weather in asheville

Old Jul 17th, 2002, 02:02 PM
  #1  
k
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weather in asheville

we are thinking of moving to asheville, north carolina. i hear the weather there is cooler than the rest of the state. any comments about what it is like to live there? also, what section would be the best area to buy a house in that is reasonable? thanks for the comments...
 
Old Jul 17th, 2002, 02:32 PM
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ramjet
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k; Asheville is a mountain city located between Great Smoky Mountains and Blue Ridge Mountains at an elevation of about 2100'.The weather in summer is cooler with average high in low 80's and low 60's at night. Winter is average high in upper 40's and mid 20's night. Asheville is former all-america city, one of best places to retire, has great arts, and is home to Biltmore Estate. Population is around 220,000 (including county) and has wonderful scenery and outdoor activities. If your looking for a home it depends on whether your looking for a subdivision or wish to be in a mountain home with privacy and views; there is much to offer in the real estate market. In all Asheville is a very desirable place to live and I'm sure you will discover that if you decide to reside there.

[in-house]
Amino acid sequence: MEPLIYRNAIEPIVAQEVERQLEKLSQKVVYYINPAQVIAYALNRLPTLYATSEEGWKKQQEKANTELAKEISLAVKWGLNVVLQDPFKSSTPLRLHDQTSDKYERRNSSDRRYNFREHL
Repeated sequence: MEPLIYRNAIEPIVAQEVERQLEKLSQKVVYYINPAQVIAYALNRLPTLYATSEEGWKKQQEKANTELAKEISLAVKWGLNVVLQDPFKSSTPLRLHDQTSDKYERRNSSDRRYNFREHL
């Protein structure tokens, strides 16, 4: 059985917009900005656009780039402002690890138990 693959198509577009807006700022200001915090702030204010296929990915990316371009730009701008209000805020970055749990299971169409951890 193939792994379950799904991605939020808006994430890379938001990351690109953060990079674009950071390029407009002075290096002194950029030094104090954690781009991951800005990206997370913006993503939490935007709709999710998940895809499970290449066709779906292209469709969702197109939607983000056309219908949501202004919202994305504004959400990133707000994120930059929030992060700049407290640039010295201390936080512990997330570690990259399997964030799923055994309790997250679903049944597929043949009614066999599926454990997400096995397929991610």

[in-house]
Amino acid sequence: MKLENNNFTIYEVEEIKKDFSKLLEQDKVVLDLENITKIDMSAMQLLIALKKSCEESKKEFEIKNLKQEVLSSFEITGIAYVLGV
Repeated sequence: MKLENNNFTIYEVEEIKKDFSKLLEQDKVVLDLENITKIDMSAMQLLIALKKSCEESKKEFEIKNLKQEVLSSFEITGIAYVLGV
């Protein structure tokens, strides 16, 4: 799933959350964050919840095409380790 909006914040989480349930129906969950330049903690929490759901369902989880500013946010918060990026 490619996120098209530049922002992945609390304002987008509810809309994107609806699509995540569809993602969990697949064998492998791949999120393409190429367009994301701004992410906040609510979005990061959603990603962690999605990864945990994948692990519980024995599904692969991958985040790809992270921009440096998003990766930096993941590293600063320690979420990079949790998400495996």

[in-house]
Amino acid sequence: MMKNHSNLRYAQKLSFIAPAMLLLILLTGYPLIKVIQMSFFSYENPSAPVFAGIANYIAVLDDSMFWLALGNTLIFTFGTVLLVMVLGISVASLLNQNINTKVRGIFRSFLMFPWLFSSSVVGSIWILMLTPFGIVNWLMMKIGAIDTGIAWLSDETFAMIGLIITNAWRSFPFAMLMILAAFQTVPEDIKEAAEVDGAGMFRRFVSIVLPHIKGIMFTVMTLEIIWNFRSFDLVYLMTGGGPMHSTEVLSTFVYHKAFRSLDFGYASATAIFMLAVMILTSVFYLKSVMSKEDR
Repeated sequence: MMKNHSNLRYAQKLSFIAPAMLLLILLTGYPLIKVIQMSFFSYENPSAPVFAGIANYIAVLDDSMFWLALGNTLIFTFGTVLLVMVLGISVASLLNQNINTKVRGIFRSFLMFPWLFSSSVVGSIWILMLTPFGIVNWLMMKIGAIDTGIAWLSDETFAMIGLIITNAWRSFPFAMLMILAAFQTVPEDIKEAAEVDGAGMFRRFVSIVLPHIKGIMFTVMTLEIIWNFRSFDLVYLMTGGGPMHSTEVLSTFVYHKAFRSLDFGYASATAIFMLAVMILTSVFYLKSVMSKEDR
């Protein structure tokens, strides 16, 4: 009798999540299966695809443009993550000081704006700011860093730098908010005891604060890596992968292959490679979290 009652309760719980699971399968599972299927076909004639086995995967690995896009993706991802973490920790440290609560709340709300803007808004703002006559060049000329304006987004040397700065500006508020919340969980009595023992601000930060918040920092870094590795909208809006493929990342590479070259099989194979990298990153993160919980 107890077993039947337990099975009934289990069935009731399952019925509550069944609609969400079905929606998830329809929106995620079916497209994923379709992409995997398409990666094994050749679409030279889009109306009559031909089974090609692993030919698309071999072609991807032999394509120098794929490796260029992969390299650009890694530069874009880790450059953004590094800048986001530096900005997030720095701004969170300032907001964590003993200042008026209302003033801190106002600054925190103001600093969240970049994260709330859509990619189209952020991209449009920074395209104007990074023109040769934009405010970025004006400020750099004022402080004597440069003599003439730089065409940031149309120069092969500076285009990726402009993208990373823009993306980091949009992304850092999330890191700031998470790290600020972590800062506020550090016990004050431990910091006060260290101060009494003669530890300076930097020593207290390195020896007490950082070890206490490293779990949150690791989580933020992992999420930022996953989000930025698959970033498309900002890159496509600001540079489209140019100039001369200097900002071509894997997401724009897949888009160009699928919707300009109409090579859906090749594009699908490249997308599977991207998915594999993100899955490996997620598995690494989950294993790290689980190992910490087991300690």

Old Jul 17th, 2002, 03:12 PM
  #3  
AM
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k

Where are you moving from? What exactly would you like to know about the area? Define reasonable in terms of buying a house (cost? location?). I currently live in asheville and will be happy to answer any questions you have. Just drop me an email. Also, if you haven't already, check out the Chamber of Commerce website: http://ashevillechamber.org/